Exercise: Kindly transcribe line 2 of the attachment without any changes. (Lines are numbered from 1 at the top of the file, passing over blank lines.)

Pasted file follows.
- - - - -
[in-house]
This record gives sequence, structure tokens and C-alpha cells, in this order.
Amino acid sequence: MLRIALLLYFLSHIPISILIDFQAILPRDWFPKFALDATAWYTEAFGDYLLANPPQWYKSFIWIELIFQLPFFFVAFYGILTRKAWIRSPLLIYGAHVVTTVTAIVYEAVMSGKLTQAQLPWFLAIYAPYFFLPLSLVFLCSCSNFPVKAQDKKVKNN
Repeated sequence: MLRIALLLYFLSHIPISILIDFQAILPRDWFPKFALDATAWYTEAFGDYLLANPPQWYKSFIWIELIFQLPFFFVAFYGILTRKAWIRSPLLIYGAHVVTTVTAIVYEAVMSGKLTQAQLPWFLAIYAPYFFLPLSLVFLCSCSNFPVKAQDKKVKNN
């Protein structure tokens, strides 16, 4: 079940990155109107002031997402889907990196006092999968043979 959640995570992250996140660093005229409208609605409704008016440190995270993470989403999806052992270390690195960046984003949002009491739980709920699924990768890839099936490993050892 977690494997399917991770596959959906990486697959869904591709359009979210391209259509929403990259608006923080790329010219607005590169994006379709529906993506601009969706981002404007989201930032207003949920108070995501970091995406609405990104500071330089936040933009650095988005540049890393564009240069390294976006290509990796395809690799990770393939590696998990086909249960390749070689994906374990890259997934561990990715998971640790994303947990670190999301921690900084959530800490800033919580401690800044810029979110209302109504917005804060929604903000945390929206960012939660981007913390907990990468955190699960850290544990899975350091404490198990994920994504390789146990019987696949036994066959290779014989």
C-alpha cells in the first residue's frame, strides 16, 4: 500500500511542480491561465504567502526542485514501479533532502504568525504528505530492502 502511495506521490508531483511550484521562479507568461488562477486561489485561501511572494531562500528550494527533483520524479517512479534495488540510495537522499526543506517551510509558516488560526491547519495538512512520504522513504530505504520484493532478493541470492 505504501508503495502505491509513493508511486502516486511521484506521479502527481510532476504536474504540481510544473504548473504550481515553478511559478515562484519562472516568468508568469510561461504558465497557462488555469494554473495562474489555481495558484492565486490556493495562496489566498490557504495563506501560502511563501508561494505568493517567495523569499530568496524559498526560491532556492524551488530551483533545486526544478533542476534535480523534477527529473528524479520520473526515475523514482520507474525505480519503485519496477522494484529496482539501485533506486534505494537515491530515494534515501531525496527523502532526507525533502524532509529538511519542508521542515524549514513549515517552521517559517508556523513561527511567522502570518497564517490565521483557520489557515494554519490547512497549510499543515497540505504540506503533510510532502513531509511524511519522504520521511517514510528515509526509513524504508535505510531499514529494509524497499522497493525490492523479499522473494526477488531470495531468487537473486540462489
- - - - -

This record gives sequence, structure tokens and C-alpha cells, in this order.